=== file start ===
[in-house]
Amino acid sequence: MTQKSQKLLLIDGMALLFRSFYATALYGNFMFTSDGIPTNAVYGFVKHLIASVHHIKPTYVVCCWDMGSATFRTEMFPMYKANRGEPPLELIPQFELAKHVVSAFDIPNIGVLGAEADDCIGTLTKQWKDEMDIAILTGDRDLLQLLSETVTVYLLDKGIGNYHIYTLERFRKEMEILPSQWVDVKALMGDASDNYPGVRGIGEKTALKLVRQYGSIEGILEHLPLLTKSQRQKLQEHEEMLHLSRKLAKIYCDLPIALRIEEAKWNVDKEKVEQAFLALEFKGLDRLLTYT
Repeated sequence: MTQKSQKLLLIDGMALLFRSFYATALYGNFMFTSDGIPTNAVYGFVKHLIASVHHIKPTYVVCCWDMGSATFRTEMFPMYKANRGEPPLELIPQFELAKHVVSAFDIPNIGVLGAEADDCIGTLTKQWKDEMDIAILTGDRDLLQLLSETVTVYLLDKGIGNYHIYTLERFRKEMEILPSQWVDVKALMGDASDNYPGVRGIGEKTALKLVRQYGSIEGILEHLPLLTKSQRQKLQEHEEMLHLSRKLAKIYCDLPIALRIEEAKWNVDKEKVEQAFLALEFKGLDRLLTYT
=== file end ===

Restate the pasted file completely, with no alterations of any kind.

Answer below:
[in-house]
Amino acid sequence: MTQKSQKLLLIDGMALLFRSFYATALYGNFMFTSDGIPTNAVYGFVKHLIASVHHIKPTYVVCCWDMGSATFRTEMFPMYKANRGEPPLELIPQFELAKHVVSAFDIPNIGVLGAEADDCIGTLTKQWKDEMDIAILTGDRDLLQLLSETVTVYLLDKGIGNYHIYTLERFRKEMEILPSQWVDVKALMGDASDNYPGVRGIGEKTALKLVRQYGSIEGILEHLPLLTKSQRQKLQEHEEMLHLSRKLAKIYCDLPIALRIEEAKWNVDKEKVEQAFLALEFKGLDRLLTYT
Repeated sequence: MTQKSQKLLLIDGMALLFRSFYATALYGNFMFTSDGIPTNAVYGFVKHLIASVHHIKPTYVVCCWDMGSATFRTEMFPMYKANRGEPPLELIPQFELAKHVVSAFDIPNIGVLGAEADDCIGTLTKQWKDEMDIAILTGDRDLLQLLSETVTVYLLDKGIGNYHIYTLERFRKEMEILPSQWVDVKALMGDASDNYPGVRGIGEKTALKLVRQYGSIEGILEHLPLLTKSQRQKLQEHEEMLHLSRKLAKIYCDLPIALRIEEAKWNVDKEKVEQAFLALEFKGLDRLLTYT